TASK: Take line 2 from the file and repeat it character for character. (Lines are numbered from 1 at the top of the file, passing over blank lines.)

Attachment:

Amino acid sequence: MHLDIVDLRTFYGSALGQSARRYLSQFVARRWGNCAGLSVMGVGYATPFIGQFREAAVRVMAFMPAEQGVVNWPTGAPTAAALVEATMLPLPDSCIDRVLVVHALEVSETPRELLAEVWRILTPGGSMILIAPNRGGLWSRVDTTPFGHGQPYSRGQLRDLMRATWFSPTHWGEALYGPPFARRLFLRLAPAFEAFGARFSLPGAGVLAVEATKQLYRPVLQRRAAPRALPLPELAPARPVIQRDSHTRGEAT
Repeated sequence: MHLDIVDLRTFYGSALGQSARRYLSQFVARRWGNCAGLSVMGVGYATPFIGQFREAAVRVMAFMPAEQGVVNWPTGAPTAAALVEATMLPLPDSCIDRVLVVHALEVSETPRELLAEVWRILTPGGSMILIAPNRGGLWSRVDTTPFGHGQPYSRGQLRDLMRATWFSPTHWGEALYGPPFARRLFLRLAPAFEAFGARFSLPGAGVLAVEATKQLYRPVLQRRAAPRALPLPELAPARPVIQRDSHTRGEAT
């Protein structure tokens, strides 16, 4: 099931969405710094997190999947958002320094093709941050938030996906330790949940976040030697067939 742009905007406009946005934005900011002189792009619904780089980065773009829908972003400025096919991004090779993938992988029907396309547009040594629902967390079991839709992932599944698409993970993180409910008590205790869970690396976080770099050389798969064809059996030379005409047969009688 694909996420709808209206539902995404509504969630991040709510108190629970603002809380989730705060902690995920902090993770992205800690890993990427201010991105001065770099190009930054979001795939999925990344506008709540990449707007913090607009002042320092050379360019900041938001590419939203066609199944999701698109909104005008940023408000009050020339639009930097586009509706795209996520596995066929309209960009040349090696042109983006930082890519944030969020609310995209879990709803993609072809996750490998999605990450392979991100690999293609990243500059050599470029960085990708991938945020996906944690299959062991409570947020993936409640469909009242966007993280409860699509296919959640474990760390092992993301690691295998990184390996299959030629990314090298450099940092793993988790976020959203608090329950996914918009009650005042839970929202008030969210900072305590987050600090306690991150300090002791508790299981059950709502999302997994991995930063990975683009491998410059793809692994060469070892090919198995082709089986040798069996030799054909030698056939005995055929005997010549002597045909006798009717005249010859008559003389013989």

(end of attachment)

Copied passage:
Repeated sequence: MHLDIVDLRTFYGSALGQSARRYLSQFVARRWGNCAGLSVMGVGYATPFIGQFREAAVRVMAFMPAEQGVVNWPTGAPTAAALVEATMLPLPDSCIDRVLVVHALEVSETPRELLAEVWRILTPGGSMILIAPNRGGLWSRVDTTPFGHGQPYSRGQLRDLMRATWFSPTHWGEALYGPPFARRLFLRLAPAFEAFGARFSLPGAGVLAVEATKQLYRPVLQRRAAPRALPLPELAPARPVIQRDSHTRGEAT